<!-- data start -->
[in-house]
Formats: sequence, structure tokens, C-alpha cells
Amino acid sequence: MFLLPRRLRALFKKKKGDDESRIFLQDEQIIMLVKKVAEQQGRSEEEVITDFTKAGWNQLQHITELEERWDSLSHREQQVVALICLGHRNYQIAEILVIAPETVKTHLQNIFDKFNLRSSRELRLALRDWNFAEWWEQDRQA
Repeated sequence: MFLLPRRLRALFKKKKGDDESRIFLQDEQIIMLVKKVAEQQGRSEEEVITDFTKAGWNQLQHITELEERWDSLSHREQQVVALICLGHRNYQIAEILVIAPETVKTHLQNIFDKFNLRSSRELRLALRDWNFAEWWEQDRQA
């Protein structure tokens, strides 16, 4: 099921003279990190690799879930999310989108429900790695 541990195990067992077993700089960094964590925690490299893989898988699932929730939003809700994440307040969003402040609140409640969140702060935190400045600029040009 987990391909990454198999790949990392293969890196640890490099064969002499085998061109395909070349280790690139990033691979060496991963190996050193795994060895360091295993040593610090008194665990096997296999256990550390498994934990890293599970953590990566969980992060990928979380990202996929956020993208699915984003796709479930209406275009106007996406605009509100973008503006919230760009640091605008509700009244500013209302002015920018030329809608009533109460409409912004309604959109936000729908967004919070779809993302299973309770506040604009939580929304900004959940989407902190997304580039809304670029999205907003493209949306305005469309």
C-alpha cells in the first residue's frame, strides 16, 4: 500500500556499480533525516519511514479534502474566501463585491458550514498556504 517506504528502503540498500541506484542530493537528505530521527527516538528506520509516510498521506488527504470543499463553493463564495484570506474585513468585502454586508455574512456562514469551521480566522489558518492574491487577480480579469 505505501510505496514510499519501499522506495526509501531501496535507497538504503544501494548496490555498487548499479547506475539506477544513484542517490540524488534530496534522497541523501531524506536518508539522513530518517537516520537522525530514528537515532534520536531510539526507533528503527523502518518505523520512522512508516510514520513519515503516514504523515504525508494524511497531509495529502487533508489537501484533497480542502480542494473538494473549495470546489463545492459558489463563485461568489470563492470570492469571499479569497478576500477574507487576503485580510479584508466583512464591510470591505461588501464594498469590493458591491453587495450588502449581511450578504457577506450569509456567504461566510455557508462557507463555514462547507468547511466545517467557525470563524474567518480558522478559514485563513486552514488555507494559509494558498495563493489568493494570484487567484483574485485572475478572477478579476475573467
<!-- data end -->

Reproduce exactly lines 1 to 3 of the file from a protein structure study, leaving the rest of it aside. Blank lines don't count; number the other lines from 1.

[in-house]
Formats: sequence, structure tokens, C-alpha cells
Amino acid sequence: MFLLPRRLRALFKKKKGDDESRIFLQDEQIIMLVKKVAEQQGRSEEEVITDFTKAGWNQLQHITELEERWDSLSHREQQVVALICLGHRNYQIAEILVIAPETVKTHLQNIFDKFNLRSSRELRLALRDWNFAEWWEQDRQA